Physical assault: practically legal in Philadelphia

    If someone pounds on a stranger in broad daylight on a Philadelphia sidewalk in front of several witnesses, and the police have the license number of the car he was driving but won’t investigate, what are we to conclude?

    I’m sure it’s against the law to murder journalists in Russia. But if the crimes are never investigated and solved, does the law even matter?

    If someone pounds on a stranger in broad daylight on a Philadelphia sidewalk in front of several witnesses, and the police have the license number of the car he was driving but won’t investigate, what are we to conclude?

    Here’s what happened to a public official I know who is completely credible, but doesn’t want me to use his name. For the purposes of this story, I’ll call him Ted.

    Ted and his girlfriend were walking their dog in Chestnut Hill, and were about to cross Germantown Avenue at Highland in a crosswalk that had an upright marker warning drivers to yield to pedestrians. A driver who had been stopped at a red light and was making a turn onto Germantown accelerated as the couple approached the crosswalk, forcing them to step back and pull the dog back. As Ted stepped back, he said he put his right hand out and pressed his open palm on the driver’s window (the car was within 18 inches from him, he said).

    The car stopped, the enraged driver got out, and said, “You touched my car?”

    Ted calmly told the driver that the law requires motorists to yield to pedestrians in a crosswalk, and began walking across the street away from him.

    The driver followed him on foot, repeating, “Are you f’in kidding me? You hit my car!”

    Ted was walking away and had his back turned to the driver as he stepped onto the sidewalk, when the driver punched him in rapid succession – first in the back of his head from behind, and then in his face.

    Ted told the driver he’d committed an assault, and went to look at his license plate.

    The driver got back in his car and left, leaving Ted with a bloody nose and swollen and cut lips. There were several witnesses to the whole thing.

    Ted called 9-1-1, and a uniformed officer from the 14th District arrived and took a report, including the license plate of the driver. He told Ted he would be contacted by someone from Northwest Detectives.

    Here’s what happened then:

    1. Two weeks later, no one from Northwest detectives had called.

    2. Ted called Northwest Detectives, and was told they’d never gotten the complaint, that he needed to follow up with the 14th District.

    3. Ted called the 14th District and was told he’d have to file a private criminal complaint with the DA’s office.

    4. Ted went to the Private Criminal Complaint Unit and was told that before he could file a complaint, he would have to go to the 14th District and do a “photo line-up,” where they show him a photo of the owner of the car along with other photos, but only if the owner is a male. If the owner is female, he was told that would end the matter because the police would not pursue it any further. The same would happen if the owner is a male, but not the driver (they wouldn’t look any further for the driver). If Ted could identify his assailant this way, he could come back and pay a $39 fee to file a complaint against him.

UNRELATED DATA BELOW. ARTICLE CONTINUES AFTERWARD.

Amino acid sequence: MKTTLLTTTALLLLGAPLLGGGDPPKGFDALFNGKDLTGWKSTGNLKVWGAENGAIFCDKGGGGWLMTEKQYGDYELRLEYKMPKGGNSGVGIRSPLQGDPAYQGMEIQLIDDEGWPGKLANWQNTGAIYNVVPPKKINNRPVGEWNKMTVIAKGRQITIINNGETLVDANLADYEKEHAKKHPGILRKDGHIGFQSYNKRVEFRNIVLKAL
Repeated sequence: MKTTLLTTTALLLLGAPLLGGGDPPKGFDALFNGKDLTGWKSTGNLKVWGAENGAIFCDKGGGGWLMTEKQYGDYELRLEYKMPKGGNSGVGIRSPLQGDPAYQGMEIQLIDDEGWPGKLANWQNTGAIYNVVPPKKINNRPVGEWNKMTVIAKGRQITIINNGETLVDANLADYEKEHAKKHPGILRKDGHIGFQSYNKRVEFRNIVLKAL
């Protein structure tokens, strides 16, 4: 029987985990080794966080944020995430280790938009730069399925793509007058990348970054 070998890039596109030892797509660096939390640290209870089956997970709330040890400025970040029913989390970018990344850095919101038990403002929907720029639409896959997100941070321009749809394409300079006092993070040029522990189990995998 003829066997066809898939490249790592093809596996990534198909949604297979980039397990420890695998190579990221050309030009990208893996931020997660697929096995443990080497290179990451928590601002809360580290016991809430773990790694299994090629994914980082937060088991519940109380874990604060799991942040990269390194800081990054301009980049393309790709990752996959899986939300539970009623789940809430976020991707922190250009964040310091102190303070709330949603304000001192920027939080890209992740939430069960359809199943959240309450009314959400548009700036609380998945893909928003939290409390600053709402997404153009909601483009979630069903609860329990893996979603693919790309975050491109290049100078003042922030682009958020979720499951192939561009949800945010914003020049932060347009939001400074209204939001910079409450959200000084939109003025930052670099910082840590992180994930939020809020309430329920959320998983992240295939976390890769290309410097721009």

5. Ted went to the 14th District, where he learned they can’t do photo line-ups. He would have to go to Northwest detectives to do that. When he explained the 14th hadn’t forwarded the complaint to the detectives, they did that (electronically) while he was there. He was told to call Northwest detectives to arrange a photo line-up. Ted says he’ll look for a time to do that.

    It’s been weeks since this happened, and what have we learned?

    The guy in the car has learned that you can hit stranger in the streets of Philadelphia if you feel like it, and nothing happens.

    And Ted and his girlfriend must be thinking about moving some place where physical assaults like this are actually investigated.

    I ran this sequence of events past a former Philadelphia police commander I know and respect. He said there was an error in procedure in Ted’s case, that he shouldn’t have been sent to the DA’s office by the 14th District. He said the detectives at Northwest should have gotten the complaint and arranged the photo line-up, so Ted could hopefully get the identity of his assailant and then file a private criminal complaint.

    But the former commander confirmed it’s Philadelphia Police Department policy that in cases of misdemeanor assault that aren’t observed by police, victims are told to pursue it through a private criminal complaint. That can result in an arrest, and might end in mediation, or a conviction and punishment.

    The former commander, who also has experience outside Philadelphia, said that if such a thing were to happen in the suburbs, the police would investigate themselves. It wouldn’t be hard for a detective to visit the registered owner of the car within a day or so, ask if he’d had an altercation with a pedestrian, and if he didn’t, who was driving the car at the time of the assault.

    The former commander said the reason Philadelphia handles such cases differently “is purely related to workload. There’s no way the Philadelphia Police Department could handle the number of misdemeanor assaults in the city” if the police independently investigated every one.

    He said he understood how the victim in a case like this would feel.”It’s incredibly frustrating,” he said, “because to the victim, it’s easy for the police to solve if they want to solve it.”

    I’ll have more thoughts on this tomorrow, along with another tale – one involving my son and detectives in New York City. In the meantime, what do you think? Do we have to accept that incidents like these are handled this way?

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